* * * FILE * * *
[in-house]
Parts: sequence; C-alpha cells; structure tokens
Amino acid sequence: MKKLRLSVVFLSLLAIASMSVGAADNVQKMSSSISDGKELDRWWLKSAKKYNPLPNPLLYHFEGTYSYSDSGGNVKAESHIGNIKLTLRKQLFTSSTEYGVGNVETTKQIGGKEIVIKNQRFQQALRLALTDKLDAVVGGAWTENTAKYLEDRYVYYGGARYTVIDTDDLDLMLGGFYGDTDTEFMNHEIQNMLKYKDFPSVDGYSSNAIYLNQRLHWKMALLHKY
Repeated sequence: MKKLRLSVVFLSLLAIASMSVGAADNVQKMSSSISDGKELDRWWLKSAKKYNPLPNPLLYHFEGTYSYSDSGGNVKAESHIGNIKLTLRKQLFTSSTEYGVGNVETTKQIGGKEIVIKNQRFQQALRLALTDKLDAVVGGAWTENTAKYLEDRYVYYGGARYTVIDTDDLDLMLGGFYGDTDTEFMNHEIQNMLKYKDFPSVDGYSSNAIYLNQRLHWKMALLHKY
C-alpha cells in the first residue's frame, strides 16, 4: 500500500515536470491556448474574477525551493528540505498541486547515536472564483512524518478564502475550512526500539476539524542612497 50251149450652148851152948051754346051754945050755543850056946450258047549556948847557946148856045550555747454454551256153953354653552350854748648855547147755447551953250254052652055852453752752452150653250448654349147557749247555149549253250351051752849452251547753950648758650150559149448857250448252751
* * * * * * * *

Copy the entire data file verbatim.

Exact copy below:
[in-house]
Parts: sequence; C-alpha cells; structure tokens
Amino acid sequence: MKKLRLSVVFLSLLAIASMSVGAADNVQKMSSSISDGKELDRWWLKSAKKYNPLPNPLLYHFEGTYSYSDSGGNVKAESHIGNIKLTLRKQLFTSSTEYGVGNVETTKQIGGKEIVIKNQRFQQALRLALTDKLDAVVGGAWTENTAKYLEDRYVYYGGARYTVIDTDDLDLMLGGFYGDTDTEFMNHEIQNMLKYKDFPSVDGYSSNAIYLNQRLHWKMALLHKY
Repeated sequence: MKKLRLSVVFLSLLAIASMSVGAADNVQKMSSSISDGKELDRWWLKSAKKYNPLPNPLLYHFEGTYSYSDSGGNVKAESHIGNIKLTLRKQLFTSSTEYGVGNVETTKQIGGKEIVIKNQRFQQALRLALTDKLDAVVGGAWTENTAKYLEDRYVYYGGARYTVIDTDDLDLMLGGFYGDTDTEFMNHEIQNMLKYKDFPSVDGYSSNAIYLNQRLHWKMALLHKY
C-alpha cells in the first residue's frame, strides 16, 4: 500500500515536470491556448474574477525551493528540505498541486547515536472564483512524518478564502475550512526500539476539524542612497 50251149450652148851152948051754346051754945050755543850056946450258047549556948847557946148856045550555747454454551256153953354653552350854748648855547147755447551953250254052652055852453752752452150653250448654349147557749247555149549253250351051752849452251547753950648758650150559149448857250448252751